"Why is Nathan Drake a mass murderer?" Oh I don't know, but it's the question not the answer that's important. It symbolises a seismic shift in attitudes towards games that may mean, "possibly even for the very first time", that the next generation of consoles also becomes "the next generation of game design".
There was a concept for Bulletstorm 2, and People Can Fly founder Adrian Chmielarz believed it would have made "an amazing game".
With Epic Games hard at work on a showcase Unreal Engine 4 title for next-gen platforms, it falls to satellite studio People Can Fly to give the current engine one last victory lap on existing console hardware. We've already seen Sony pushing the PS3 to incredible feats in recent months, but for the Xbox 360, the series that has consistently reflected the console's technical virtues has been Gears of War.
It feels like things have been fairly quiet on the Gears of War: Judgment scene so far. Strange, really, seeing as it's the latest instalment in a series for which quietness is not what the marketing people might refer to as a 'brand value'. Judgment's not a particularly quiet game to play, either. Reassuringly - even comfortingly - noisy, it's loud enough to dislodge ceiling cornices and to send loose change spasming across tabletops. It has perhaps picked up a reputation for being something of an afterthought, though: the trilogy's over, the main character is MIA, the bulk of the original developer is presumably doing other things.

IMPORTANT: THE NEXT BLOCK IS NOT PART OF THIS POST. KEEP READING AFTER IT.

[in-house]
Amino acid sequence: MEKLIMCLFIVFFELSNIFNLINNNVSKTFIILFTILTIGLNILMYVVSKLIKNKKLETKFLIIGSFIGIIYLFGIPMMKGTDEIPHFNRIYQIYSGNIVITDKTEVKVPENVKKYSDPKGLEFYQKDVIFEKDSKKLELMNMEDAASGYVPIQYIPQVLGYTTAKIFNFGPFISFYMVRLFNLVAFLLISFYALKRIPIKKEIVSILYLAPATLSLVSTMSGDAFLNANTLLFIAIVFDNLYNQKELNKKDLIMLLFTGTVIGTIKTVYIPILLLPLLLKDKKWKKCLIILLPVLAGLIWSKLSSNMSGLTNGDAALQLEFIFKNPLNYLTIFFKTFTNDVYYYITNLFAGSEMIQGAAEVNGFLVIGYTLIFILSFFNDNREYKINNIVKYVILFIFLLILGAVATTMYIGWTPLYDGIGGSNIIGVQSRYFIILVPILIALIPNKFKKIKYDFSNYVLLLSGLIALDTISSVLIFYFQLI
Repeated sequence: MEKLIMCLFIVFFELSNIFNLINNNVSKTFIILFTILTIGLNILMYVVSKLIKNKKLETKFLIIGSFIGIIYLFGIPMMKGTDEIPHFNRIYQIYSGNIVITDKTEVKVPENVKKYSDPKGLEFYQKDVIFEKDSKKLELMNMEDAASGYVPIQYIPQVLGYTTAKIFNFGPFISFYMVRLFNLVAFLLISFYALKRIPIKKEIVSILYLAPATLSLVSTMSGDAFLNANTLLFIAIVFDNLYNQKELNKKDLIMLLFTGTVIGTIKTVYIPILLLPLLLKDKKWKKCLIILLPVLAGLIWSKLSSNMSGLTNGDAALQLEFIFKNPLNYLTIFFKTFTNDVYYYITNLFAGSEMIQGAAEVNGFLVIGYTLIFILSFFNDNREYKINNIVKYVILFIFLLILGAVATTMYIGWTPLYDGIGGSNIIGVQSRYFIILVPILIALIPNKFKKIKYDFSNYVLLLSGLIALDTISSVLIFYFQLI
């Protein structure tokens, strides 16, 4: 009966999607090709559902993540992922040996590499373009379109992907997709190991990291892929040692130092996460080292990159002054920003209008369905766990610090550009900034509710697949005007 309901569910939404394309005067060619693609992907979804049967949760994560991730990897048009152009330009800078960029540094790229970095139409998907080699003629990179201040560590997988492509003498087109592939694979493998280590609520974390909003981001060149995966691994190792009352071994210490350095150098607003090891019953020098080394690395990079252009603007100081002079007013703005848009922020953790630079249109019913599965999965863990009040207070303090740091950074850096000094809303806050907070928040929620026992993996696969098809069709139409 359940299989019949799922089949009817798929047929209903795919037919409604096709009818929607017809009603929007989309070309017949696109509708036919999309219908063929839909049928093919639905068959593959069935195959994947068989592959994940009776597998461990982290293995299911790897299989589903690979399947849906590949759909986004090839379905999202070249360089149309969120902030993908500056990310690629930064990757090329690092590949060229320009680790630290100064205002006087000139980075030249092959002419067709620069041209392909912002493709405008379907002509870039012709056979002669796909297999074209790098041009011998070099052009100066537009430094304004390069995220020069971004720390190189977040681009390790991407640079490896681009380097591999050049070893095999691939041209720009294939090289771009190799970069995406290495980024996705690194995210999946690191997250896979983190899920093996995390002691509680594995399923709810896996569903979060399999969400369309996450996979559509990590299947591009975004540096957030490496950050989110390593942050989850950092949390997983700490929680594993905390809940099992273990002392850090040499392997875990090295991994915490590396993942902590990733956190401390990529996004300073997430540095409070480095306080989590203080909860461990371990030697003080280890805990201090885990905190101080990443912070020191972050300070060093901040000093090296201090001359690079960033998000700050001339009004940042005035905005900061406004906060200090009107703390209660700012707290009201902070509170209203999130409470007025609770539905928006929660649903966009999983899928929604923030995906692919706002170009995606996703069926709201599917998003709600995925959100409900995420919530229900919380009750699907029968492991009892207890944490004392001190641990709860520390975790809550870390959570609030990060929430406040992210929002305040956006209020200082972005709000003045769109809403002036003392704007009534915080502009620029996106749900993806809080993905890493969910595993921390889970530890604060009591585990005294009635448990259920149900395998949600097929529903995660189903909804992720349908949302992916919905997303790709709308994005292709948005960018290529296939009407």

What this gloomy reading of the situation ignores, though, is that the new co-developer is People Can Fly, the studio behind Bulletstorm, a brilliantly constructed game that redesigned first-person shooters as a kind of quick-witted take on bar billiards. Bulletstorm set its levels alight with delightful regularity, but its effect on the charts was much more, well, quiet actually. At least some of its electro-hillbilly DNA has survived here.
It's alive and well in Judgment if you know where to look for it, in fact. It's not seen in the scripting or the story, necessarily, which, from the hour or so I've played, have none of Bulletstorm's charm or knowing wit (sample line: "I can't believe I'm looking for the missile that burned half my face off!" Agreed, good buddy. What a drag!) but it's there in the new approach to ranking, which sees you earning a series of stars for each level as you play - stars which rack up all the quicker if you shoot with style, picking off headshots, say, or taking less damage. It's there in crazy new weapons like the Booshka, too, which I may well have just misspelt. No matter: the Booshka's a grenade launcher that sends its explosive charges pinging away from you at funny angles, rebounding unpredictably before landing in someone's lap and letting rip. Who cares how it's spelled?
Gears of War is no longer just a game about killing monsters - in the multiplayer space, anyway. Showing off a new free-for-all deathmatch mode for the upcoming series prequel Gears of War: Judgment, Epic's showcase at PAX Prime 2012 gave a glimpse into a seemingly alternate future that once was a franchise impossibility: COG killing COG.
Regardless of its multiplayer status, a human versus human deathmatch mode may seem like a drastic step away from the traditionally Human-on-Locust violence that has permeated the Gears series. But rather than a sharp twist to a core philosophy, design director Cliff Bleszinski says Judgment's free-for-all mode was created out more out of practical convenience for players.
"When you join a server in traditional Gears multiplayer, you don't know if you're going to wind up on COG or Locust," he says, highlighting players' desire to often play with specially unlocked characters or pre-order skins. "By doing human-on-human, we can basically say if you want to play as Baird in the multiplayer when you play on a server you can always be the Baird that you're grinding and unlocking."
In the past, the Gears of War series hasn't been particularly lauded for its writing.